Follow the intent.

With Trump the usual advice of “Follow the money.” doesn’t work because Congress refuses to force him to disclose his conflicts of interest. As enormous and material as those conflicts must be, I’m just going to focus on what I can see with my own eyes, the man’s apparent intent.

In his public life, Donald Trump has never done anything that did not personally and directly benefit him. Most of us, as we go through life, assemble a collection of acts that are variously self-serving and other-serving. This is the way of life. Normal life. With Trump, not so. Even his meager philanthropic acts are tainted with controversy. The man simply cannot act in sacrificial way. He is incurable.^[In a campaign event in Fort Dodge, Iowa on November 12, 2015, Trump claimed that rival Ben Carson was “pathological” and that “…if you’re pathological, there’s no cure for that, folks, okay? There’s no cure for that.” Since Trump’s own psychopathology is widely questioned, one wonders if he, too, is incurable. Given that narcissistic personality disorder is almost certainly among the potential diagnoses, he probably is incurable.]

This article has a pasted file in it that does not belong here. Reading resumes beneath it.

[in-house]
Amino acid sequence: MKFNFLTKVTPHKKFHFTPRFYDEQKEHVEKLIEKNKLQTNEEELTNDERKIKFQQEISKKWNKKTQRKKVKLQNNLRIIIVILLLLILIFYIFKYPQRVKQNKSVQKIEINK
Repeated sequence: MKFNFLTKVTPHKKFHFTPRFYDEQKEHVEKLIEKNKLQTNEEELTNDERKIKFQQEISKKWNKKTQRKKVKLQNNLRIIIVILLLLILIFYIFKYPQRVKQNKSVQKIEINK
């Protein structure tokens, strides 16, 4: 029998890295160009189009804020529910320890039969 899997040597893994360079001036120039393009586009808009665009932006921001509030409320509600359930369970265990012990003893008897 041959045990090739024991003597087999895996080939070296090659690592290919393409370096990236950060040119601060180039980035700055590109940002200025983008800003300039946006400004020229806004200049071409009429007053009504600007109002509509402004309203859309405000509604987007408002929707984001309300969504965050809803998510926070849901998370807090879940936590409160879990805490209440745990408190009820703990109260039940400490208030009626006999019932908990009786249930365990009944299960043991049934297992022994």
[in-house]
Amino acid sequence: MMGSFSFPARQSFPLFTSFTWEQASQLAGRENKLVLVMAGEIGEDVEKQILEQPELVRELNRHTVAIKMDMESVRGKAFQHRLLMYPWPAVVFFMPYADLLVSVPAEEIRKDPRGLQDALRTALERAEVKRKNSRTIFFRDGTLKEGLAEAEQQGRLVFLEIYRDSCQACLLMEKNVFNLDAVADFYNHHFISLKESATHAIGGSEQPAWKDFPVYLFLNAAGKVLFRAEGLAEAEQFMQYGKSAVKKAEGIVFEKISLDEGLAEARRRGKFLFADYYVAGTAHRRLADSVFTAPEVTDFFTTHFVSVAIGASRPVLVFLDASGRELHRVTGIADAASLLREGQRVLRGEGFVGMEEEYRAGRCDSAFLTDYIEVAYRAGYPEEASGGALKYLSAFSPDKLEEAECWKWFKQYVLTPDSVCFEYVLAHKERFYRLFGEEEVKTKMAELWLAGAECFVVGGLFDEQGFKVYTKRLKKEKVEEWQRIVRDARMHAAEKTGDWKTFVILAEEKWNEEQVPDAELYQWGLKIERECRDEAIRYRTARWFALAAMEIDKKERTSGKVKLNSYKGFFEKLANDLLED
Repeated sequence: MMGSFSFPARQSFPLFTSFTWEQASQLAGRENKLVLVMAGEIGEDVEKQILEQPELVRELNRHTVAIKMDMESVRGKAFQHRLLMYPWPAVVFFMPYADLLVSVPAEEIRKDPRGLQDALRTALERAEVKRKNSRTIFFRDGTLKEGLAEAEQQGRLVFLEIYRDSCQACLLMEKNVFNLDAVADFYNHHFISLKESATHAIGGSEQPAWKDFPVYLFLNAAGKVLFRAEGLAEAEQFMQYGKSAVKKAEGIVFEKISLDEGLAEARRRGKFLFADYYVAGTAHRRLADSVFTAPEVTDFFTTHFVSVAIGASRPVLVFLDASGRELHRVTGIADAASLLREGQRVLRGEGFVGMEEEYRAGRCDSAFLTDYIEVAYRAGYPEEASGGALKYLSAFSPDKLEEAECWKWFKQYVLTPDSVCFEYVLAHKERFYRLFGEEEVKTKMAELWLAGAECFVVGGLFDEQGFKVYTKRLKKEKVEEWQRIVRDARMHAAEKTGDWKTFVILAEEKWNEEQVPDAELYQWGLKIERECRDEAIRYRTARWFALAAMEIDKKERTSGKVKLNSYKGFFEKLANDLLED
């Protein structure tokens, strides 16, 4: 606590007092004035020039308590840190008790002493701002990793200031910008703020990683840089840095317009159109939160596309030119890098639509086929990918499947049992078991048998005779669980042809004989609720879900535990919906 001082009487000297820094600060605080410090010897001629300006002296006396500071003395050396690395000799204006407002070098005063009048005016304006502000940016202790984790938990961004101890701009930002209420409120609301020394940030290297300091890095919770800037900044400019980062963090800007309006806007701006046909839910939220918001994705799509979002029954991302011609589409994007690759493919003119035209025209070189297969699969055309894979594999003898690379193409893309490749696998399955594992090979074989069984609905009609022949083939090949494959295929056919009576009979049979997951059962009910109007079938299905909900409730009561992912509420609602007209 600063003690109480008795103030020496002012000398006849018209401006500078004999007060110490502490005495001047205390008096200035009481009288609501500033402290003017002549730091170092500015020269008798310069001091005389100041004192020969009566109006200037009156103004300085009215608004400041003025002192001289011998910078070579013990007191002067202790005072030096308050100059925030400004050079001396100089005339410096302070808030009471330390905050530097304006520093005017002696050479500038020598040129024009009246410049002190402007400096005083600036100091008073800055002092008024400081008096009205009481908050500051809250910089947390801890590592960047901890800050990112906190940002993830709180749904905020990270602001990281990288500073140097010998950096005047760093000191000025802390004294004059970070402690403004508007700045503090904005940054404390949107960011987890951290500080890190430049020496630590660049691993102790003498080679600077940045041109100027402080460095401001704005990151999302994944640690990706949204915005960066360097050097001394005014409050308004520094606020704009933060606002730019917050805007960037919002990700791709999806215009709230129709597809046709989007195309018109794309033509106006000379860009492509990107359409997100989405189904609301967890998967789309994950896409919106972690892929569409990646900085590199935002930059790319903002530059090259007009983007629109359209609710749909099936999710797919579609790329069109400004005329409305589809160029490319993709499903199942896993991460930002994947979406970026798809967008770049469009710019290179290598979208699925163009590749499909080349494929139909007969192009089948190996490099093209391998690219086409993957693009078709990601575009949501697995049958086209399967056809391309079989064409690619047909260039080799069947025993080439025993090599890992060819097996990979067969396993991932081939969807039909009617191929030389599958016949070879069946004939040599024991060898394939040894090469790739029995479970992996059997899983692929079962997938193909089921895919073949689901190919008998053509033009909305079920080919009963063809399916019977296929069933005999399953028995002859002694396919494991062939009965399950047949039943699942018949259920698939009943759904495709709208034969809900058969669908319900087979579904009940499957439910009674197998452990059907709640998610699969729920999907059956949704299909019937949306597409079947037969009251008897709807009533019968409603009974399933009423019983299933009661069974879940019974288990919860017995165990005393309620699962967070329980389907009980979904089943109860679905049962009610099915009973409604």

As a corollary, when considering his dismissal of FBI Director Comey yesterday, until a special prosecutor is appointed, I plan to apply that principle. Since Trump acts only in his own personal best interest, I’m going to assume that in firing Mr. Comey, he is personally benefitting from it.

Since the evidence that Trump’s concern was over the Russia investigation, it’s safest to presume the firing was about the Russia investigation notwithstanding the feeble excuses of his staff who were caught off-guard by the event.

We would all do well to re-read Masha Gessen’s piece in the New York Review of Books, “Autocracy: Rules for Survival." Her Rule #1: “Believe the autocrat. He means what he says." remains applicable. If Trump is fuming about the Russia investigation, he probably fired the very man investigating his Administration’s ties to Russia because of it.